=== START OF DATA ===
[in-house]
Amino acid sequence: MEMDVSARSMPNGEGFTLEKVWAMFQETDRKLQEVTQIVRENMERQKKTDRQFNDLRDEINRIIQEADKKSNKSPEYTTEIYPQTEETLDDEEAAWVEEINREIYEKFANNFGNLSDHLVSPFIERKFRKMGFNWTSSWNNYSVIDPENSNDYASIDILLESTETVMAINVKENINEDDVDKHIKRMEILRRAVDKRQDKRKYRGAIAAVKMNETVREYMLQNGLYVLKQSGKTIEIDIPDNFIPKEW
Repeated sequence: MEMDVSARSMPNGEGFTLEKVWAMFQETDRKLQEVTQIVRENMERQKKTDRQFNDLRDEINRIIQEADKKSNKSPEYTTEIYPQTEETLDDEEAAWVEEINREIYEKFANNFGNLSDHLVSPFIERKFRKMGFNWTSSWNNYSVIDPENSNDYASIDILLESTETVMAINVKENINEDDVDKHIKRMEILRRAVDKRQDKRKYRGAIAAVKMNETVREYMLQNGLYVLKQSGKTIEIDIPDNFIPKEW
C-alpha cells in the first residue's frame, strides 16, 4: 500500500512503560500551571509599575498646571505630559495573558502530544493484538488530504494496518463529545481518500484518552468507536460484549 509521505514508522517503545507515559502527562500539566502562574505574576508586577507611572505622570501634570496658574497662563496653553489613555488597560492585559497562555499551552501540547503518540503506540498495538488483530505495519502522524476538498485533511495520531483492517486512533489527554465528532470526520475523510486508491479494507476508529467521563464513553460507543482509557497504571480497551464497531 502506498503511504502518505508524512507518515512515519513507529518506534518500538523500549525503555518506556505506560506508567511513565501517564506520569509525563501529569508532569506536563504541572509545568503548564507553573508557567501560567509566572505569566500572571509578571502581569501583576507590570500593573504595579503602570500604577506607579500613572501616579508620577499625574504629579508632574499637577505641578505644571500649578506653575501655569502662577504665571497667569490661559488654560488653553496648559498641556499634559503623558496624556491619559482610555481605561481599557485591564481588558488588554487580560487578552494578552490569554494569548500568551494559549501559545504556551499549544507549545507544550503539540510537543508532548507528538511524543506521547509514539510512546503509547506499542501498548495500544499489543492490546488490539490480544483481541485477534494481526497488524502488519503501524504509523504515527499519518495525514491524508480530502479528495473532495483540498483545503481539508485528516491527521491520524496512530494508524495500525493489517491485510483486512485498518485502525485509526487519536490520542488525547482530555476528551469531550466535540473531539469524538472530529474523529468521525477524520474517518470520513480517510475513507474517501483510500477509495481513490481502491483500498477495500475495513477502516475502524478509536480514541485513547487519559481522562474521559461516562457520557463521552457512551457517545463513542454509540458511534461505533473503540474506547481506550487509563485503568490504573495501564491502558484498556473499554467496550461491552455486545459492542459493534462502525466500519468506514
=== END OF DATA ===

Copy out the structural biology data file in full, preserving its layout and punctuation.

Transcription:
[in-house]
Amino acid sequence: MEMDVSARSMPNGEGFTLEKVWAMFQETDRKLQEVTQIVRENMERQKKTDRQFNDLRDEINRIIQEADKKSNKSPEYTTEIYPQTEETLDDEEAAWVEEINREIYEKFANNFGNLSDHLVSPFIERKFRKMGFNWTSSWNNYSVIDPENSNDYASIDILLESTETVMAINVKENINEDDVDKHIKRMEILRRAVDKRQDKRKYRGAIAAVKMNETVREYMLQNGLYVLKQSGKTIEIDIPDNFIPKEW
Repeated sequence: MEMDVSARSMPNGEGFTLEKVWAMFQETDRKLQEVTQIVRENMERQKKTDRQFNDLRDEINRIIQEADKKSNKSPEYTTEIYPQTEETLDDEEAAWVEEINREIYEKFANNFGNLSDHLVSPFIERKFRKMGFNWTSSWNNYSVIDPENSNDYASIDILLESTETVMAINVKENINEDDVDKHIKRMEILRRAVDKRQDKRKYRGAIAAVKMNETVREYMLQNGLYVLKQSGKTIEIDIPDNFIPKEW
C-alpha cells in the first residue's frame, strides 16, 4: 500500500512503560500551571509599575498646571505630559495573558502530544493484538488530504494496518463529545481518500484518552468507536460484549 509521505514508522517503545507515559502527562500539566502562574505574576508586577507611572505622570501634570496658574497662563496653553489613555488597560492585559497562555499551552501540547503518540503506540498495538488483530505495519502522524476538498485533511495520531483492517486512533489527554465528532470526520475523510486508491479494507476508529467521563464513553460507543482509557497504571480497551464497531 502506498503511504502518505508524512507518515512515519513507529518506534518500538523500549525503555518506556505506560506508567511513565501517564506520569509525563501529569508532569506536563504541572509545568503548564507553573508557567501560567509566572505569566500572571509578571502581569501583576507590570500593573504595579503602570500604577506607579500613572501616579508620577499625574504629579508632574499637577505641578505644571500649578506653575501655569502662577504665571497667569490661559488654560488653553496648559498641556499634559503623558496624556491619559482610555481605561481599557485591564481588558488588554487580560487578552494578552490569554494569548500568551494559549501559545504556551499549544507549545507544550503539540510537543508532548507528538511524543506521547509514539510512546503509547506499542501498548495500544499489543492490546488490539490480544483481541485477534494481526497488524502488519503501524504509523504515527499519518495525514491524508480530502479528495473532495483540498483545503481539508485528516491527521491520524496512530494508524495500525493489517491485510483486512485498518485502525485509526487519536490520542488525547482530555476528551469531550466535540473531539469524538472530529474523529468521525477524520474517518470520513480517510475513507474517501483510500477509495481513490481502491483500498477495500475495513477502516475502524478509536480514541485513547487519559481522562474521559461516562457520557463521552457512551457517545463513542454509540458511534461505533473503540474506547481506550487509563485503568490504573495501564491502558484498556473499554467496550461491552455486545459492542459493534462502525466500519468506514